A Common YA Fantasy Novel Plots:
- A bunch of kids lead perfectly ordinary lives.
- One day they learn that the universe is full of magic (or strange science) and if they don’t put down their homework right now (like right now!), everyone they know and love will suffer horribly (or the universe will come to an end, whichever happens first).
- Hard as they argue, their parents just won’t let them go out after bedtime to save the universe. So after endless texts back and forth, the friends decide to just finish their homework and go to bed. It’s a school night, after all.
- But in the middle of the night, they wake up and realize that it is up to them to save the world. They sneak out of their house, leave their parents and homework behind, and go out into the night.
- While wandering at strange times and in unfamiliar places, the friends meet a stranger that tells them he knows the way. The friends, sleep-deprived as they are, believe him and follow him to destinations unknown.
- The stranger makes the friends do more and more dangerous and crazy stuff. And these young adults do it just because the stranger told them they must.
- After performing many bizarre tasks, the friends are told they are finally ready to face the ultimate challenge that would save the universe. They go for it and it ends badly. Clearly, the friends should never have left their soft beds, but now they are late for school and will be marked-down by the attendance monitors.
- As the friends try to figure out how to get back to their ordinary lives, the stranger once again reminds them that only they can save the universe. So it is a do-or-die situation. The friends swear that they would rather die than let the world down and rededicate themselves to setting everything right once again.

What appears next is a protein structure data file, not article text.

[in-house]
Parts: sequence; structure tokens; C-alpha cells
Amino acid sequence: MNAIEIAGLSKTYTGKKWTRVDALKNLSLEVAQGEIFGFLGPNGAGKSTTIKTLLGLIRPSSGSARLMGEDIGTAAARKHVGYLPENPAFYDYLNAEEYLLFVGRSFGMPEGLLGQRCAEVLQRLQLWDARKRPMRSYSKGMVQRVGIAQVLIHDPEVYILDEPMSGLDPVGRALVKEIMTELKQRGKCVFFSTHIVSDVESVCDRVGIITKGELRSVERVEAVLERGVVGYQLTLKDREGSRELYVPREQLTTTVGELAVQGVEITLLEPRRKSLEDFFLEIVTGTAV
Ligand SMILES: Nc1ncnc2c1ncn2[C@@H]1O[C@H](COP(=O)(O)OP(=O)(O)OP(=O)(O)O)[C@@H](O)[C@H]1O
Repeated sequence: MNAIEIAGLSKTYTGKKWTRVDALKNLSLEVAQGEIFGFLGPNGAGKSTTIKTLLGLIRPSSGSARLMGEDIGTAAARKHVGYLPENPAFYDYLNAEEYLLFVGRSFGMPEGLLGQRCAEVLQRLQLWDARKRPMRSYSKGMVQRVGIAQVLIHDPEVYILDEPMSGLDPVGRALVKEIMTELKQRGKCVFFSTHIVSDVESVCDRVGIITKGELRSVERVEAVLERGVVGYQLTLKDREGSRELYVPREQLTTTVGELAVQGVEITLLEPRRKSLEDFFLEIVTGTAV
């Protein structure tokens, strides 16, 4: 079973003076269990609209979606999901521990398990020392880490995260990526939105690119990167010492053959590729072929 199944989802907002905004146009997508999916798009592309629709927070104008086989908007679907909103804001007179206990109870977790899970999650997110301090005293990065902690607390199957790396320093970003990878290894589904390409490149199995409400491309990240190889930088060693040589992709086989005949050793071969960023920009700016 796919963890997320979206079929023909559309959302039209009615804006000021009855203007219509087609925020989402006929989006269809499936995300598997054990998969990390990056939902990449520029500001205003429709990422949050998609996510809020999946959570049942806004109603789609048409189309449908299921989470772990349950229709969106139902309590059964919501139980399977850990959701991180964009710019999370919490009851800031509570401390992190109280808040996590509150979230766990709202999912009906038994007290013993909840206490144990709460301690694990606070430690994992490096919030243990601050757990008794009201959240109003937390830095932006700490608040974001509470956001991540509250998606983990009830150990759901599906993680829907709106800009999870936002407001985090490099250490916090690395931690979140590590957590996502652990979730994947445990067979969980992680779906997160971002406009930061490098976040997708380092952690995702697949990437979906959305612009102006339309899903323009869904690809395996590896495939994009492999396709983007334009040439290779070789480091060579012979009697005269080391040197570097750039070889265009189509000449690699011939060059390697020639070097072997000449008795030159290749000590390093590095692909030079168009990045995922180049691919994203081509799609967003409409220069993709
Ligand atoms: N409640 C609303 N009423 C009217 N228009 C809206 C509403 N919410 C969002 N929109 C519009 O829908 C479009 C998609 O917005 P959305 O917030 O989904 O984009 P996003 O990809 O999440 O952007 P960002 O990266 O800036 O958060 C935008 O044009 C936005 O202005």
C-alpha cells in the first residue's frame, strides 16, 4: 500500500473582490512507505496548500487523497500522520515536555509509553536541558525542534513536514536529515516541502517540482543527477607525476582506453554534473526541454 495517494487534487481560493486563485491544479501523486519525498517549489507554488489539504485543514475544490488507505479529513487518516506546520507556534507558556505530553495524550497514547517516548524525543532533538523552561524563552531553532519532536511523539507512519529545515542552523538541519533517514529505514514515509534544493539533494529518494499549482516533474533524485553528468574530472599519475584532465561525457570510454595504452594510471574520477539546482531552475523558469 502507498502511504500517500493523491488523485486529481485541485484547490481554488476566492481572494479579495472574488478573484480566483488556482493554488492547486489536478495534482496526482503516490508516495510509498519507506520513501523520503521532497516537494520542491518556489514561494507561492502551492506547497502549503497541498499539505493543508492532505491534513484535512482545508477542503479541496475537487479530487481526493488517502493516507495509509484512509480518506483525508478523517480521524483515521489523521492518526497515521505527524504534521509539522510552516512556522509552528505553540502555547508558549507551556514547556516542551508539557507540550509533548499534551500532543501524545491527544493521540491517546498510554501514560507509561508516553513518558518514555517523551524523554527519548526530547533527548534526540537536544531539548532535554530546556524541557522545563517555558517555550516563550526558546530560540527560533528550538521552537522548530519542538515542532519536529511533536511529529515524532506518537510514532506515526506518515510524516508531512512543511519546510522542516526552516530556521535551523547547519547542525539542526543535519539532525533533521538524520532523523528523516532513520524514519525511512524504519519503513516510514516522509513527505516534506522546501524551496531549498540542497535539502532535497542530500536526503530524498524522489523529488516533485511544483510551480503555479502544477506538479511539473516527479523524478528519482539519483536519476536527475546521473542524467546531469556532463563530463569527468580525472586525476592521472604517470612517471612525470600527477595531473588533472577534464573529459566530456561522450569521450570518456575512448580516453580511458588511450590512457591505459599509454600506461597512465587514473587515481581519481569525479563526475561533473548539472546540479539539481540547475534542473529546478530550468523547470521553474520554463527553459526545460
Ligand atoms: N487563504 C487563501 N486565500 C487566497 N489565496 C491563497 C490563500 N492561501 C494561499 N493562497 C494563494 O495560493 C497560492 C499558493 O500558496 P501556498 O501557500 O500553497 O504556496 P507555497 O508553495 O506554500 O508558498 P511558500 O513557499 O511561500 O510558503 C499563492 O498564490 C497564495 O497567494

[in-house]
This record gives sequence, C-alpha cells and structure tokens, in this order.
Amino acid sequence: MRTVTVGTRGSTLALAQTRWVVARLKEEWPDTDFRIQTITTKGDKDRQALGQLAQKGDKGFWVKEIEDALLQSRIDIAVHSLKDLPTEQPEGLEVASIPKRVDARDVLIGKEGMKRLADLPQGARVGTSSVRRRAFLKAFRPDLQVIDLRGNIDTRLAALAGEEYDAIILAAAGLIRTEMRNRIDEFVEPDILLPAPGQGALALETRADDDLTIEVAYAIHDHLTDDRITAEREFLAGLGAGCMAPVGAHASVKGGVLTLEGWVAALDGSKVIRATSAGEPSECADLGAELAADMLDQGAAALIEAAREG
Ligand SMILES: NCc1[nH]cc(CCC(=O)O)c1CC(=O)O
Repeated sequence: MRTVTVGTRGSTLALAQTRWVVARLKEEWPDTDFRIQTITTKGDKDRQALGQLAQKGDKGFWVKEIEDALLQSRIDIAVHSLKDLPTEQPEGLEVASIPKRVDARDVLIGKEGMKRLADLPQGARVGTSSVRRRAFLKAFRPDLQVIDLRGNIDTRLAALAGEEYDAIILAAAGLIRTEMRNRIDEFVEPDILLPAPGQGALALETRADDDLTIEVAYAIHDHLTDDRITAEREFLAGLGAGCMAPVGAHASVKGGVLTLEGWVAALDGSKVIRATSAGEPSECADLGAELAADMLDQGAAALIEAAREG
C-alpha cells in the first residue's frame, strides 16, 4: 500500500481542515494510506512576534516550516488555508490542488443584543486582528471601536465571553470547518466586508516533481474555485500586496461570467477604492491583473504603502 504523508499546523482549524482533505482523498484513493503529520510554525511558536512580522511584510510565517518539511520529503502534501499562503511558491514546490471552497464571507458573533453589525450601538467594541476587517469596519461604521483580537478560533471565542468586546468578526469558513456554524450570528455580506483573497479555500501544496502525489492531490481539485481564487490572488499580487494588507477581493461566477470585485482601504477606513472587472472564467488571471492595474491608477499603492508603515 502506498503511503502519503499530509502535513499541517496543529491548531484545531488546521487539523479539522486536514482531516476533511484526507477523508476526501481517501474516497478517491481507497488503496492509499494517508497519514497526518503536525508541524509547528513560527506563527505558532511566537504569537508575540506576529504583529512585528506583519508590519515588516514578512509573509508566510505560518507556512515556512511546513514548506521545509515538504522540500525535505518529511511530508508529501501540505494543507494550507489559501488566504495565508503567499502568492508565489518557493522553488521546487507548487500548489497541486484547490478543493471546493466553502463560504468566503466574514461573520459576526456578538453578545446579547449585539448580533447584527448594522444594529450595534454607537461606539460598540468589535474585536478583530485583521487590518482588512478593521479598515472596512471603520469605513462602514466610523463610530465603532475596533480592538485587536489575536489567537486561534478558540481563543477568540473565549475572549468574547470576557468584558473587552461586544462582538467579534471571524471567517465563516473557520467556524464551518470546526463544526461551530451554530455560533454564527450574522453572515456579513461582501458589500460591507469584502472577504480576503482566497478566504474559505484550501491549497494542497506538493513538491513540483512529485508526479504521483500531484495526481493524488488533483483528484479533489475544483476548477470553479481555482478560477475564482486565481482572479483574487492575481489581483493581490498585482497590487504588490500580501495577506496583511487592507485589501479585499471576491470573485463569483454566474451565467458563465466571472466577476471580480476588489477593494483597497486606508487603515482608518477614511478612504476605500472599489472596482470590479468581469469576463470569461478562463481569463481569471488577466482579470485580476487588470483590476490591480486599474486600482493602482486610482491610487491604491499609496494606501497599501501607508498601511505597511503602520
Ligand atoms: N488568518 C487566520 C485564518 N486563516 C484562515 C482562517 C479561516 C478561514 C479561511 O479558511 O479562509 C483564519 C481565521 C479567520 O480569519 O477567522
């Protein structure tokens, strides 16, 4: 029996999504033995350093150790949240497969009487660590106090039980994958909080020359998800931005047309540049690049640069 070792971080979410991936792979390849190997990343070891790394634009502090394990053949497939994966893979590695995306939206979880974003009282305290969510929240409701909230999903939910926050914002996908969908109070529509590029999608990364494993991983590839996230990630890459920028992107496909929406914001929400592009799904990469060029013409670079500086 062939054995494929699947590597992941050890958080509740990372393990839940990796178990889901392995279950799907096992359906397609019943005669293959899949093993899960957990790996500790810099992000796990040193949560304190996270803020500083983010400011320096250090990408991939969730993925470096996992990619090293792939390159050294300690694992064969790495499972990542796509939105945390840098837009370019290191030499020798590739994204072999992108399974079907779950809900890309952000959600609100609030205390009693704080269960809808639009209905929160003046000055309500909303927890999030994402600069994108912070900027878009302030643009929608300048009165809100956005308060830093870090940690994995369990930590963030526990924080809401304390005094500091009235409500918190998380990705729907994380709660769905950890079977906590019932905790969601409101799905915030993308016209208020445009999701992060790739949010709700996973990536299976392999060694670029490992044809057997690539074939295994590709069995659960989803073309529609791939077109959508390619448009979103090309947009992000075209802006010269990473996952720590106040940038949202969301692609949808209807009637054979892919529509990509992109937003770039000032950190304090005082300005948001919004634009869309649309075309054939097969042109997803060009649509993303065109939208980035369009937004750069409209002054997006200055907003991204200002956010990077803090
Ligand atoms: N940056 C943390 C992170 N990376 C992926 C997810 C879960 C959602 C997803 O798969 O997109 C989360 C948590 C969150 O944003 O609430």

- The friends face the impossible and just before everything is destroyed, they realize that it was their friendship and love for one another that had the true power to save everyone and everything all along. Sure the gods are all-powerful, the mad scientists are mad as hell, the very nature of the universe is unraveling…but love, man.
- Against tremendous odds, the friends succeed in setting the world right and go home to get some good night’s rest.
If you are interested in learning more about story structure and Hero’s Journey structure, please read up here.
Any middle-grade boy goes: “Hell, yes! I might be a nobody with zero skills or understanding of the problem, but of course I can save the world! I was destined to do that. Bring it on!” And these kinds of stories tend to be enjoyable and a fun ride for a few hours. But I keep thinking: “their poor mothers!” The whole hero’s journey is really about poor moms who are desperately trying to keep their children safe.
“Eat your dinner. Do your homework. Go to sleep on time. Don’t be late for school. Study hard. Don’t talk to strangers. Don’t go to the bad side of town at bad hours. Don’t listen to your bad-influence friends. Don’t get into trouble. Stay home. Don’t freak me out. Be safe. Please! God, I’m exhausted with worry… Just you wait! Someday, you will have kids. Then, you’ll know.”